Sometimes I read something that I wrote weeks ago, or even months or years ago, and I try to remember the writing process — how did I get from the original thought to the finished article? What kind of editing went on while I was writing the article — was it a smooth one take article or did I rewrite and rewrite passage after passage?

Memory fades, but iEtherpad does not.

Etherpad was a service that was offered by a company that was very quickly gobbled up by Google to bolster their then new Wave service. History tells us that service did not fare so well. The part of the service in which they were interested was the collaboration aspect.

Google did the right thing and, since they were no longer going to use the code, released it into the wild where it has been snapped up and used by a number of groups, including the one I particularly like — still called etherpad, but with a slightly different URL. Why is there this new URL? It is much of the same code, fundamentally, but it is not run by the same organization — and it therefore needs to have a different name. I have found this site to be superior to the other ones listed on the old Etherpad site.

After you create a new document, every change that you make is instantly saved and tracked as a revision. Deleting one character, typing one character, hitting the space bar — all saved as revisions. An article such as this one could have hundreds if not thousands of revisions depending on how long it is. You can then rewind and view the document creation process. Click here, for example, to see revision of one public pad I created — and then hit the play button to watch me, in a way, create that document.

In addition to allowing you to create public pads, you can create private group effort pads that let you log in and collaborate with a group of people of your choosing.

What is the long term value of being able to see the history of something you write? I can certainly see how it would be a fun exercise sometimes, but I don’t see any real value in terms of application by writers. I can imagine that it may be useful to use for school children so that a teacher may watch the process of how an essay came to be written — maybe even one way to detect cheating before it happens.

One may wonder why not just use Google Docs since it’s already accessible by everyone with a Google account? Two reasons — the increase in how often the document is saved and the beautiful way you can view revisions. From the official site :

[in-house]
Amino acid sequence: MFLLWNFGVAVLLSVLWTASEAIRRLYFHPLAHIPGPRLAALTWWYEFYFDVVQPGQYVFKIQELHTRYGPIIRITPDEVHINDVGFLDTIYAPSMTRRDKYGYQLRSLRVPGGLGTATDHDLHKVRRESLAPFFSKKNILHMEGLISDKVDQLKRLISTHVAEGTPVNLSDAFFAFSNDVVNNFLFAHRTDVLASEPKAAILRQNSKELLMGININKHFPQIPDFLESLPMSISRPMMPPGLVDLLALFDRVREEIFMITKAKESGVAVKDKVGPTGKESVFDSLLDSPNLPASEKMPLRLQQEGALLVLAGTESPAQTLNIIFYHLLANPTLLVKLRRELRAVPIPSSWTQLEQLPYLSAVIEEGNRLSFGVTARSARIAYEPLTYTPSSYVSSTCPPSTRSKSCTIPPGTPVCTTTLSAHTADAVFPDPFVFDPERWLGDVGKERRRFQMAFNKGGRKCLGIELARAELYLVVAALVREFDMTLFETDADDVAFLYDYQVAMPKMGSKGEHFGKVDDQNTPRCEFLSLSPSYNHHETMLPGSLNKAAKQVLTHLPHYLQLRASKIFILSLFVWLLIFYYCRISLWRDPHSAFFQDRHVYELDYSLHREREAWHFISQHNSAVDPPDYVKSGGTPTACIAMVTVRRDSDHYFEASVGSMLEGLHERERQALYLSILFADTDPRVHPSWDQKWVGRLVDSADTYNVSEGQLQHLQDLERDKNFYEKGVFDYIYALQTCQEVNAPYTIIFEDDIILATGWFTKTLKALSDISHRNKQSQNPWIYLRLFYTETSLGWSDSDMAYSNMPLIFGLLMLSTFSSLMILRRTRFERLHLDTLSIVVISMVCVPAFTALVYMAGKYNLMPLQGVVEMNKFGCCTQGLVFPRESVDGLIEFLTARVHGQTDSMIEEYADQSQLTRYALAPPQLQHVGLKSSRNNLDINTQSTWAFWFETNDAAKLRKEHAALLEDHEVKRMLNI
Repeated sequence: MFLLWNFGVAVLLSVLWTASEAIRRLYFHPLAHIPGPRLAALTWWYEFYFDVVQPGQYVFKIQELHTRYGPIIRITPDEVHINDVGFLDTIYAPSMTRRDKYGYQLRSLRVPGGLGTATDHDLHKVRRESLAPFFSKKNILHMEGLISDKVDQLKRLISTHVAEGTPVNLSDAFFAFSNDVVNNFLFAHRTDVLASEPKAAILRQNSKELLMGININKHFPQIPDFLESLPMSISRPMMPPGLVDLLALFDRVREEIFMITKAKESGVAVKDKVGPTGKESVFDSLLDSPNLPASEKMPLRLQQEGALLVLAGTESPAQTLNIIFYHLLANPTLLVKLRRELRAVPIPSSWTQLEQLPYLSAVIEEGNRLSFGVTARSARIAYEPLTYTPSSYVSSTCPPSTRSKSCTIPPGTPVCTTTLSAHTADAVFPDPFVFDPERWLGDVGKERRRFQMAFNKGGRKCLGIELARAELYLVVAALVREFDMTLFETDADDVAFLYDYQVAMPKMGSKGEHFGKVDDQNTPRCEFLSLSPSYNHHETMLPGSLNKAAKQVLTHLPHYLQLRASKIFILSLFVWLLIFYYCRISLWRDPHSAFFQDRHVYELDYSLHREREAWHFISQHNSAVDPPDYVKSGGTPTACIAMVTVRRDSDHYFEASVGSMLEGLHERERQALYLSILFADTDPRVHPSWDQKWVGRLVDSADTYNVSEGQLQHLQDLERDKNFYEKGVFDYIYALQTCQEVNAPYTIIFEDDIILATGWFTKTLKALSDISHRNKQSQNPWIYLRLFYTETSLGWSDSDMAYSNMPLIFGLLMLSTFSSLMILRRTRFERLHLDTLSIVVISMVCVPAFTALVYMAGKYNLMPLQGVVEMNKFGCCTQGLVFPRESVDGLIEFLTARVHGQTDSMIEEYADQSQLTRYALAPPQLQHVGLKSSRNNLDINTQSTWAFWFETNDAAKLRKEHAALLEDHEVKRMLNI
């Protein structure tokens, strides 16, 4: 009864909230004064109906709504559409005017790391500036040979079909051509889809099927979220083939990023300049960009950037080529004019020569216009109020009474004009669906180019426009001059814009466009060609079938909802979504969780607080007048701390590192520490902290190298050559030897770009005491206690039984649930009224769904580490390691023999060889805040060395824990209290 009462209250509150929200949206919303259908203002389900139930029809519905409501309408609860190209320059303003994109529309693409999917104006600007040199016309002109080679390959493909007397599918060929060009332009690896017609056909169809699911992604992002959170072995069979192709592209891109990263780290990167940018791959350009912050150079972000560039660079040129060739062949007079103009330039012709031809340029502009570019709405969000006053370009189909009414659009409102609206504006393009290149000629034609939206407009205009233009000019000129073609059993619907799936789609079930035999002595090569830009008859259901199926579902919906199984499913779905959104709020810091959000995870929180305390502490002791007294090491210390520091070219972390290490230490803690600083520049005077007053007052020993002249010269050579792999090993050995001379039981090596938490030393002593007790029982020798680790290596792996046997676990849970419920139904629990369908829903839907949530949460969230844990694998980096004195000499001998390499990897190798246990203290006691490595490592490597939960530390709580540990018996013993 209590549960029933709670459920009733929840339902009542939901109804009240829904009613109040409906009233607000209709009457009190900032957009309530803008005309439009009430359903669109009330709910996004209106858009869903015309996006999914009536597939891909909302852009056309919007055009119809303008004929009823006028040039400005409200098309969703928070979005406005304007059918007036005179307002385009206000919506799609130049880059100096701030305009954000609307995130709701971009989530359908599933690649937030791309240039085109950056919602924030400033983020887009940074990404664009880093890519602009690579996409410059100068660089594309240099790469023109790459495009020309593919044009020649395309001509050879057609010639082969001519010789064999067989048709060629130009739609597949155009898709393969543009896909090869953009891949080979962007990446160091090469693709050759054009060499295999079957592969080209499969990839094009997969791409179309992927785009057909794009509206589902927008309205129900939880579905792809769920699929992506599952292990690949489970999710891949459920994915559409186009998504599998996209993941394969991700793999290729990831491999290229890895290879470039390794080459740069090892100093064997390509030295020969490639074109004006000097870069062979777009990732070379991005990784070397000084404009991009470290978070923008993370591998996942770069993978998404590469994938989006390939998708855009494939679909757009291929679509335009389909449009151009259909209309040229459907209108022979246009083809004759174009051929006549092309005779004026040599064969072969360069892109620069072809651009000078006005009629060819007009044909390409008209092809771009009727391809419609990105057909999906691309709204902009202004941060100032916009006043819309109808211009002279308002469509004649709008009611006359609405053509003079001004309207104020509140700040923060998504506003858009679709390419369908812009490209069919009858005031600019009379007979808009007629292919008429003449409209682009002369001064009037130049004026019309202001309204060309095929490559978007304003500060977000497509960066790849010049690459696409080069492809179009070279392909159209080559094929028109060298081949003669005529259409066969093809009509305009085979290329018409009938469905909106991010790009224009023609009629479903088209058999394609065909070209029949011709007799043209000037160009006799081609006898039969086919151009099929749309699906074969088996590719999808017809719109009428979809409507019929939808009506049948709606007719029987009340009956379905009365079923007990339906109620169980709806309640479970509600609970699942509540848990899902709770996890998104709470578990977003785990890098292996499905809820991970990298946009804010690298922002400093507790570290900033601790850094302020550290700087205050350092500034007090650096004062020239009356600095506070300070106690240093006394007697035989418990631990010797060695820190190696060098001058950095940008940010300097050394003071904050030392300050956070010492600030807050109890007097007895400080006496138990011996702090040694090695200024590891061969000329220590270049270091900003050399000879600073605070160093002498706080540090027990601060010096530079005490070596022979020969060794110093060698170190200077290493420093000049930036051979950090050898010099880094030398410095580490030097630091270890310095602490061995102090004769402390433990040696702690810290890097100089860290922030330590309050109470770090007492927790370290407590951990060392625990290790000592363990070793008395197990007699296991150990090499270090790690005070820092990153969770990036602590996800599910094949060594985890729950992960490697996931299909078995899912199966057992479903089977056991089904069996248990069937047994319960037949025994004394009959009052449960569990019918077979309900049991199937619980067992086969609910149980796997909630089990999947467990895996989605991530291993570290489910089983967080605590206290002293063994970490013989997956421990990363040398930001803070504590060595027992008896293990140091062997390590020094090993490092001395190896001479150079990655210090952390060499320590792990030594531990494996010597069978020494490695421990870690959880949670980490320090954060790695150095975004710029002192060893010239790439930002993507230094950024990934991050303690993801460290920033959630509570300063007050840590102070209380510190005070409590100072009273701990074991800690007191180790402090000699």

Other “real-time” editors like Google Docs work by broadcasting an updated copy of the document to everyone every 15 seconds. This creates a noticeable lag that gets in the way of collaboration. You start editing something, only to find 10 seconds later that someone else deleted it.

Etherpad updates every copy of the document every half second. This 30x increase in speed changes the experience completely. Your edits hardly ever clash with other users’. So you work confidently instead of tentatively.

Moreover, you can’t compare the way that you can view revisions in Google Documents versus the way you can play through hundreds of revisions in etherpad. It just isn’t the same league.


  1. Great review, Gordon! I will have to experiment with the product. I wonder why Google didn’t just keep the technology to improve Google Docs? That seems strange to me.

    1. David,

      The answer to that is on their web site — the iEtherpad programmers figured out how to get the delay down to such a small time frame.

      Why doesn’t Google Docs update every half second like Etherpad does? Because it’s really, really hard. We’re fairly experienced programmers, and to make this work we had to solve problems that, as far as we know, no one had solved before.

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